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By Dr Michael Adekunle Charles

09.02.24

What does football have to do with Malaria? A lot as it seems. This is what I found out when I visited the Ivory Coast to shine a light on the fight against the disease during the Africa Cup of Nations.

The tournament, hosted by Côte d’Ivoire, has been a chance to bring together icons from the worlds of sport, entertainment and civil society to raise awareness of the importance of ending malaria.

In a visit to Abidjan I was delighted to see that the RBM Partnership has such strong support and to be given the opportunity to call for action with Ministers, as well as to help visitors and people who live in the City understand the importance of preventative measures.

During the visit I had the privilege of meeting dignitaries such as Pierre N’Gou Dimba, Minister of Health and Public Hygiene of Côte d’Ivoire, Her Excellency Jessica Davis Ba, United States Ambassador to Ivory Coast, Benoit Verdeaux, First Counsel to the ambassador of France to Côte d’Ivoire, international artist Didi B and  Dr. Antoine Tanoh, Coordinator of the National Malaria Control Program.

I listened and learned from them about the situation in the country, the plans which are in place to tackle the ever growing threat of the disease, alongside the ways civil society citizens - especially young people - are hoping to scale up the work they are doing to improve the lives of those impacted.

During my time in Abidjan, we at RBM held a press conference where we were pleased to announce Didi B as one of our newest champions of the Zero Malaria FC team - a legacy football club which was launched on World Malaria Day last year, after Luís Figo and Khalilou Fadiga teamed up with us a to urge the international community to deliver on a malaria-free world. Football icons Jay-Jay Okocha and Kader Keita are also part of the team - which is a fantastic endorsement of the power of bringing  sporting and health communities together.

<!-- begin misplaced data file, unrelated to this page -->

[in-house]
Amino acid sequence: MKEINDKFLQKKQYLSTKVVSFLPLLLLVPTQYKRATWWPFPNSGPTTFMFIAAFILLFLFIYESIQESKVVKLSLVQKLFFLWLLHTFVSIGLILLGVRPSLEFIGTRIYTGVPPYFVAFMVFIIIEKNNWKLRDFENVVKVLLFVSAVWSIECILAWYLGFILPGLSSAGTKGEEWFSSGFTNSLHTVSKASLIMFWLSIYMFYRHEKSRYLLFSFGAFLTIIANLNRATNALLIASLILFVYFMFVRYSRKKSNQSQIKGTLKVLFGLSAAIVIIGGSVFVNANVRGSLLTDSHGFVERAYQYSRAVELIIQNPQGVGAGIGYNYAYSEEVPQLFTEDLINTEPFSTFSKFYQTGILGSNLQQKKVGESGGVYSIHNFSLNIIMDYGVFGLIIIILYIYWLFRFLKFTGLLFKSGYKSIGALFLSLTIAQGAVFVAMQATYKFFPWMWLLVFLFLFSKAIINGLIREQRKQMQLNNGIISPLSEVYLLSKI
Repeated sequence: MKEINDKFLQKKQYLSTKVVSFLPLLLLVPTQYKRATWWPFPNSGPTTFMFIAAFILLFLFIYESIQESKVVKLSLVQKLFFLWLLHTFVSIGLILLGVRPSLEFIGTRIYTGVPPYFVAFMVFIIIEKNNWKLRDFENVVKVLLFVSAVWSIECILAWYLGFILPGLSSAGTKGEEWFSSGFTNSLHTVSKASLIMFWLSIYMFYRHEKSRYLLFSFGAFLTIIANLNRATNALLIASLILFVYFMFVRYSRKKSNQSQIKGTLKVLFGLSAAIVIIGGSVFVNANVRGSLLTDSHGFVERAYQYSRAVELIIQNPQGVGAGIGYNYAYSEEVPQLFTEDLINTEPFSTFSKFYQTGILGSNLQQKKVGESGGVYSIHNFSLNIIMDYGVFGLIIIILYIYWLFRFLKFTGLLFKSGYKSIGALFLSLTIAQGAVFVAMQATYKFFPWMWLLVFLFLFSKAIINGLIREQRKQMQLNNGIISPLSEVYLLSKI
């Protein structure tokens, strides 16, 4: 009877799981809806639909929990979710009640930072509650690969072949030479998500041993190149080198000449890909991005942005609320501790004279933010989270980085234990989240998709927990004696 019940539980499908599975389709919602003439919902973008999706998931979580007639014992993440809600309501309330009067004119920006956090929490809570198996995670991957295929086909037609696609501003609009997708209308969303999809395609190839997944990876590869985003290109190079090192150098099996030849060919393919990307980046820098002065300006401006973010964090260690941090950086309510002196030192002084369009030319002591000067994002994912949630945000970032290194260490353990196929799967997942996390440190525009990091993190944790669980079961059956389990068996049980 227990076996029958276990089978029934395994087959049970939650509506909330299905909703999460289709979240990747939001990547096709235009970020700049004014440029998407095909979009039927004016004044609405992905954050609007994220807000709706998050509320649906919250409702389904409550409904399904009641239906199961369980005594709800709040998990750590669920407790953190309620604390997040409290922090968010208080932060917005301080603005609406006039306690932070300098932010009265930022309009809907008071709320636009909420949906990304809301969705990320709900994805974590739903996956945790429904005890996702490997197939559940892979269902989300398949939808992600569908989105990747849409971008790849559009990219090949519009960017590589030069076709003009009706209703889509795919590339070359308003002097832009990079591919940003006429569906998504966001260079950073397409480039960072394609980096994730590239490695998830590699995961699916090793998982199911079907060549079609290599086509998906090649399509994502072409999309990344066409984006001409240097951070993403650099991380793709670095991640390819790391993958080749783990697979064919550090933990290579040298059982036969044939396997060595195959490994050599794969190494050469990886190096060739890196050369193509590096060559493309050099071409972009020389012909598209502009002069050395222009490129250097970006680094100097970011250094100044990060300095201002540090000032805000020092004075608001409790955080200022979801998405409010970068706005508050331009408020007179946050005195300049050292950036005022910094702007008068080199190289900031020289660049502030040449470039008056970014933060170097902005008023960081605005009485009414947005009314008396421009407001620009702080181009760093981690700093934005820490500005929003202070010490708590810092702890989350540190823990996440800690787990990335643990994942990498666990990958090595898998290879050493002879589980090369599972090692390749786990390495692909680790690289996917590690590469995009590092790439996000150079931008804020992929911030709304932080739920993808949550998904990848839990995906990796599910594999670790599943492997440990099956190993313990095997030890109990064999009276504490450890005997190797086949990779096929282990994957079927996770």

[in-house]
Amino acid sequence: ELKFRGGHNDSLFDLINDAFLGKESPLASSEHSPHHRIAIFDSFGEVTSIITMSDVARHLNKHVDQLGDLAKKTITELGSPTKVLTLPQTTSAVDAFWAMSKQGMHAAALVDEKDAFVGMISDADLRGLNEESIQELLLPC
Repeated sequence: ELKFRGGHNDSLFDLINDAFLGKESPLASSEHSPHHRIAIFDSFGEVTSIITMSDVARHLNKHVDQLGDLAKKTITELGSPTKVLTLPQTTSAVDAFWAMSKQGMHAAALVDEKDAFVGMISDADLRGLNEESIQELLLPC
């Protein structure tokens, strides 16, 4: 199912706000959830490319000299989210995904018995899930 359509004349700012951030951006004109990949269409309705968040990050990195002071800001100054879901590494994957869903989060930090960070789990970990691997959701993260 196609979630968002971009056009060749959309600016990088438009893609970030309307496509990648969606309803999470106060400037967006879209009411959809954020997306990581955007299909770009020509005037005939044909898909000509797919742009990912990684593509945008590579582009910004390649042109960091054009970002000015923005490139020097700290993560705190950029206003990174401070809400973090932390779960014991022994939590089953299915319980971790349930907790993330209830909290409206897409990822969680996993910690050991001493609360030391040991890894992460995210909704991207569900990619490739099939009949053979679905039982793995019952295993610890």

Malaria is a serious health problem in Côte d’Ivoire and ranks amongst the ten countries with the highest rates of malaria cases and deaths worldwide. Despite the efforts from the Ministry of Health and Public Hygiene and the National Malaria Control Program, in 2020, Côte d’Ivoire accounted for 3.1% of global cases and 2.5% of global deaths. This is shocking and the lives being lost to this disease, as well as the devastating impact on families and communities is unnecessary.

What I was heartened to see though is the Partnerships which helped to bring this opportunity around. I was pleased to see RBM coming together with Speak Up Africa, Esprit d'Ebène and les Elus Locaux Contre le Paludisme in a joint effort which reached millions of people around the world through our respective platforms.

But it doesn’t stop there. The collaboration continues and I look forward to building out the Zero Malaria FC as well as connecting with people in other intersections of society such as music and art. 

As we approach the final, as a Nigerian person of course I wish good luck to my team. But I also wish good fortunes to Côte d'Ivoire, a country which has so graciously welcomed the RBM Partnership. I look forward to our continued engagement.

May the best team win - but most of all let us win in coming together in this mission to kick malaria out.

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